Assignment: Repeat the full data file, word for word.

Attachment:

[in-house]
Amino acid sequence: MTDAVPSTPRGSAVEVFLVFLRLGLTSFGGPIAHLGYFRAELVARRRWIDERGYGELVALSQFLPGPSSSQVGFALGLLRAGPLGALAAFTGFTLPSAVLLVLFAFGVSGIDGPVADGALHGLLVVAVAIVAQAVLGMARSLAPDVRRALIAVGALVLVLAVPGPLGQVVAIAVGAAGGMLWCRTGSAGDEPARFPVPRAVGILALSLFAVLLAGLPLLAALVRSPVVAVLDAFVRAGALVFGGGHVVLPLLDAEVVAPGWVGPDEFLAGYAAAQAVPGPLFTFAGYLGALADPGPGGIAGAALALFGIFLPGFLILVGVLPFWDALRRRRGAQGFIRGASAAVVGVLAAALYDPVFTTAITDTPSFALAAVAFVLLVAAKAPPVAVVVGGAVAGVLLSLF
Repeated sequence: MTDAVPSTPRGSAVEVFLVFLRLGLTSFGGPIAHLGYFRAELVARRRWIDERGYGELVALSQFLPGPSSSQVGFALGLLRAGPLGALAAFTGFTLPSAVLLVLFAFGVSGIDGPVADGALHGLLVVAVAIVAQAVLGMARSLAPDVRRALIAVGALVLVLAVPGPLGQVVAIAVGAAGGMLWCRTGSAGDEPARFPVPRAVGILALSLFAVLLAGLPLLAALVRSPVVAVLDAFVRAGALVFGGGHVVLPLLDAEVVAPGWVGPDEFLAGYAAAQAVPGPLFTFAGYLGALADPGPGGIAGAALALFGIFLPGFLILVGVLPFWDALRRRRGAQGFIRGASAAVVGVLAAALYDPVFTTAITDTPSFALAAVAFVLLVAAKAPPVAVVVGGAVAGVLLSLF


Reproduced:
[in-house]
Amino acid sequence: MTDAVPSTPRGSAVEVFLVFLRLGLTSFGGPIAHLGYFRAELVARRRWIDERGYGELVALSQFLPGPSSSQVGFALGLLRAGPLGALAAFTGFTLPSAVLLVLFAFGVSGIDGPVADGALHGLLVVAVAIVAQAVLGMARSLAPDVRRALIAVGALVLVLAVPGPLGQVVAIAVGAAGGMLWCRTGSAGDEPARFPVPRAVGILALSLFAVLLAGLPLLAALVRSPVVAVLDAFVRAGALVFGGGHVVLPLLDAEVVAPGWVGPDEFLAGYAAAQAVPGPLFTFAGYLGALADPGPGGIAGAALALFGIFLPGFLILVGVLPFWDALRRRRGAQGFIRGASAAVVGVLAAALYDPVFTTAITDTPSFALAAVAFVLLVAAKAPPVAVVVGGAVAGVLLSLF
Repeated sequence: MTDAVPSTPRGSAVEVFLVFLRLGLTSFGGPIAHLGYFRAELVARRRWIDERGYGELVALSQFLPGPSSSQVGFALGLLRAGPLGALAAFTGFTLPSAVLLVLFAFGVSGIDGPVADGALHGLLVVAVAIVAQAVLGMARSLAPDVRRALIAVGALVLVLAVPGPLGQVVAIAVGAAGGMLWCRTGSAGDEPARFPVPRAVGILALSLFAVLLAGLPLLAALVRSPVVAVLDAFVRAGALVFGGGHVVLPLLDAEVVAPGWVGPDEFLAGYAAAQAVPGPLFTFAGYLGALADPGPGGIAGAALALFGIFLPGFLILVGVLPFWDALRRRRGAQGFIRGASAAVVGVLAAALYDPVFTTAITDTPSFALAAVAFVLLVAAKAPPVAVVVGGAVAGVLLSLF